The Story on Soda:
Your Soft Drink Questions Answered
Sorry to burst your bubble, but the reality is that no matter how refreshing that sweet, fizzy soda (or “pop”) tastes, there’s a chance it could be doing some damage to your teeth. But with so many products on the market, are they all really that bad for you?
Answers to some of your most pressing soft drink questions are about to be answered. Get to the bottom of various soda claims, and find out if there’s a workaround that lets you keep your favorite carbonated beverages on tap without traumatizing your teeth.
- Is it better to choose clear-colored sodas over darker-colored ones?
Neither option is a healthy choice for your teeth, but upon regular consumption, caramel-hued soft drinks have been known to stain teeth more quickly. Cosmetic differences aside, the extremely high sugar content of any soda, regardless of color, causes lasting damage to tooth enamel, resulting in decay, cavities and/or tooth loss in extreme situations.
- Do diet sodas get a pass since they’re sugar-free?
The appeal of diet sodas is understandable, especially when the packaging comes with alluring labels of “sugar free” or “calorie free”. But the fact of the matter is, even with sugar substitutes, diet soda is still extremely acidic. This means diet soda will still have the same corrosive effect on the enamel, and should be avoided to prevent tooth damage.
- Is corn syrup a more harmful soft drink sweetener than cane sugar?
Similar to the misconception about diet sodas, the threat of tooth decay, cavities and other oral health problems isn’t based on the type of sweetener used. No matter the source of sugar, enamel erosion will happen with regular consumption of any sweetened soft drink.
- If I drink soda through a straw, will this protect my teeth?
Using a straw can limit contact of sugar and acid with the surface of your teeth, but only when positioned correctly. Ideally, the opening of the straw should be directed towards the back of the mouth, but the likelihood for accidental contact is still high if you become distracted or inadvertently swish the liquid in your mouth. Ultimately, the best way to prevent tooth decay due to soft drinks is to avoid drinking them altogether.
- What are teeth-friendly alternatives to soda?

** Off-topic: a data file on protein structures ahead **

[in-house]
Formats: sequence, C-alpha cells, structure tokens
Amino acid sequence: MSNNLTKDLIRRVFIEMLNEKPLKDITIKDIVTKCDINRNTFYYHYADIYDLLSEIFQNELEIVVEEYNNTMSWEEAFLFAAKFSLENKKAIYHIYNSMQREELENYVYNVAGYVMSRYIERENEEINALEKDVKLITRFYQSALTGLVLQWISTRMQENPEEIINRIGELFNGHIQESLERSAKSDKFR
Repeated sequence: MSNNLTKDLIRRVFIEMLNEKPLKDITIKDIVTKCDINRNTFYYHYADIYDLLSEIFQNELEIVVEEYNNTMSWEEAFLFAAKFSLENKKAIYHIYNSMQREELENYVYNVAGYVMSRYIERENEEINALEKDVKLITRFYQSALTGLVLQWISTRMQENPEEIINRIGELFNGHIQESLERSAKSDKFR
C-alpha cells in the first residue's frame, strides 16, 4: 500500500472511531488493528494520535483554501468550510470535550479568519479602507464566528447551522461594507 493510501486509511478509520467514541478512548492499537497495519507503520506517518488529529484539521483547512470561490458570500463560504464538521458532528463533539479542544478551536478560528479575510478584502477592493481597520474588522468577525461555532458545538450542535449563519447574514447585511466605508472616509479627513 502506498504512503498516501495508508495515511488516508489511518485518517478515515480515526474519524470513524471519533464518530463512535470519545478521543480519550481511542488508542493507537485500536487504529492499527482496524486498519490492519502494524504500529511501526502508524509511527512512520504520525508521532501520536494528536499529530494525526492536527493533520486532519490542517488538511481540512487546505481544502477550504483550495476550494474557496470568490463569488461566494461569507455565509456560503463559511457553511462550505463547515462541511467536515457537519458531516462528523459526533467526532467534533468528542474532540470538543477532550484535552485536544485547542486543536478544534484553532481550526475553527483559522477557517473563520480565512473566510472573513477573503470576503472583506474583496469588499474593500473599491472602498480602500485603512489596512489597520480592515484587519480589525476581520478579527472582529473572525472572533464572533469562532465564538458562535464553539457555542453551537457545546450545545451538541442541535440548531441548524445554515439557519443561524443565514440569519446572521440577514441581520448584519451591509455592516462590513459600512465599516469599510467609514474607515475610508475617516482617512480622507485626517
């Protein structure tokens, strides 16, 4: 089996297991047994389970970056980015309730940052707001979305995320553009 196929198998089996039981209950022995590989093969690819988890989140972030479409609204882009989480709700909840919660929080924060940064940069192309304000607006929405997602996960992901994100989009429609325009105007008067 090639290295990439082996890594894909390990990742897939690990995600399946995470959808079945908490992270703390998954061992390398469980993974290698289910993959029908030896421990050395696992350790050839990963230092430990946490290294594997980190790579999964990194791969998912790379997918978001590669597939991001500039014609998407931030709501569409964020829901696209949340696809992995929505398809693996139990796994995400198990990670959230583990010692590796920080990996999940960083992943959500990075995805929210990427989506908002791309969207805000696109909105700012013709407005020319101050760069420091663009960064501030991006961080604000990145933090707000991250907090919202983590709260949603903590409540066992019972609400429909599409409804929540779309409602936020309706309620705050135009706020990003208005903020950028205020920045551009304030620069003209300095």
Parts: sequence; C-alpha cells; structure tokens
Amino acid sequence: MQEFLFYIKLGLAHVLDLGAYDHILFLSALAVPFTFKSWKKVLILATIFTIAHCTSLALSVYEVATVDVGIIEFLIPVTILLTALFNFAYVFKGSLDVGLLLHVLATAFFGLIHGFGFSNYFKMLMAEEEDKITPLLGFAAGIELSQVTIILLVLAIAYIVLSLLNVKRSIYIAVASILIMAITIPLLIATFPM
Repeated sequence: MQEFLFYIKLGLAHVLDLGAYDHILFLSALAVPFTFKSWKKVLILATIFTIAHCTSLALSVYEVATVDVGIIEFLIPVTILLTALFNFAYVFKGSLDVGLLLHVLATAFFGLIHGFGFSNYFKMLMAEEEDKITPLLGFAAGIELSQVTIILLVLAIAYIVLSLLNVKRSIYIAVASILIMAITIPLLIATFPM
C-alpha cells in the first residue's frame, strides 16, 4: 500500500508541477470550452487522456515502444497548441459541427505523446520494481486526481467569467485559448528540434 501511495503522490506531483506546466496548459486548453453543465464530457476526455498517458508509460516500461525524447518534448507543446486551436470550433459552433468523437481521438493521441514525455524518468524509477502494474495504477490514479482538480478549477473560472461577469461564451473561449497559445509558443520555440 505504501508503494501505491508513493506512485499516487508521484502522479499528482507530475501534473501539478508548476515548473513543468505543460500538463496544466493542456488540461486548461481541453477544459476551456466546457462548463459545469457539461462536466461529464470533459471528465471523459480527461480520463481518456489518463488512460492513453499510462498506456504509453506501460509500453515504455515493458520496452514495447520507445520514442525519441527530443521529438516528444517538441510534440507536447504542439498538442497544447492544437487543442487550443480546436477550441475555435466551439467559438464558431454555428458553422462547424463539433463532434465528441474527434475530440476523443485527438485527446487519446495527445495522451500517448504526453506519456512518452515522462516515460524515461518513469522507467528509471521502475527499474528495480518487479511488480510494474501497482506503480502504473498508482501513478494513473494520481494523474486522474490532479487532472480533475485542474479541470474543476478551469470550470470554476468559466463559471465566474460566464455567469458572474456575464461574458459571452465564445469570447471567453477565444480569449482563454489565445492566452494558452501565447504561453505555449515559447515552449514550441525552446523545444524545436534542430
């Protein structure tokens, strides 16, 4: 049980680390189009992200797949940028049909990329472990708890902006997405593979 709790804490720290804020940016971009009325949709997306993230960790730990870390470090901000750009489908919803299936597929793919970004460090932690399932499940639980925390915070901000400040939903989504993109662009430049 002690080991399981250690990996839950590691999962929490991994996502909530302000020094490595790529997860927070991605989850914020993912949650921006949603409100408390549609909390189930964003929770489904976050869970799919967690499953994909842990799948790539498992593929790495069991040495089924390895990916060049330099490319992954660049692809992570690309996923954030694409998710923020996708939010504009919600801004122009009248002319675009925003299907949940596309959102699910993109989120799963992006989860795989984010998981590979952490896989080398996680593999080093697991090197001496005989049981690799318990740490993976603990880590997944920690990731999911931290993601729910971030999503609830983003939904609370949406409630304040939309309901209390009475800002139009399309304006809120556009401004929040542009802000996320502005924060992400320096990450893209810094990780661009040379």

If you find carbonated beverages especially refreshing, switch to a seltzer. You’ll get the same fizz without the threat of tooth decay. For a flavorful spin, dress up seltzer or plain water with cut up fruit (instead of turning to juice, which can erode tooth enamel due to its fructose content). Milk is also another good choice due to the enamel-fortifying calcium it contains; however, it does contain natural sugar, lactose — so never have a glass before bed without brushing your teeth.
- What can I do to combat enamel erosion if I can’t quit drinking soda?
For those unable to put aside their love of soft drinks, take these steps to minimize tooth decay and other soda-related oral problems:
- Rinse your mouth and brush your teeth afterwards to clear away sugar and acid
- Use fluoride-rich toothpaste and mouthwash to help strengthen tooth enamel
- See your dentist regularly to get professional help in preventing tooth damage
Speak To Your Dentist
New drinks are always hitting the shelves, but many may not live up to their health claims. Before making something your beverage of choice, get your dentist’s perspective to understand how it can impact the health of your teeth.
Soda or Pop? It’s Teeth Trouble by Any Name. (n.d.). Retrieved May 24, 3015 from http://www.colgate.com/app/CP/US/EN/OC/Information/Articles/Oral-and-Dental-Health-Basics/Oral-Hygiene/Oral-Hygiene-Basics/article/Soda-or-Pop-Its-Teeth-Trouble-by-Any-Name.cvsp
Melnick, M & Klein, S. (2013, March 13). Soda Myths: The Truth About Sugary Drinks, From Sodas To Sports Drinks. Retrieved May 25, 2015 from http://www.huffingtonpost.com/2013/03/13/soda-myths-facts-sugary-drinks_n_2863045.html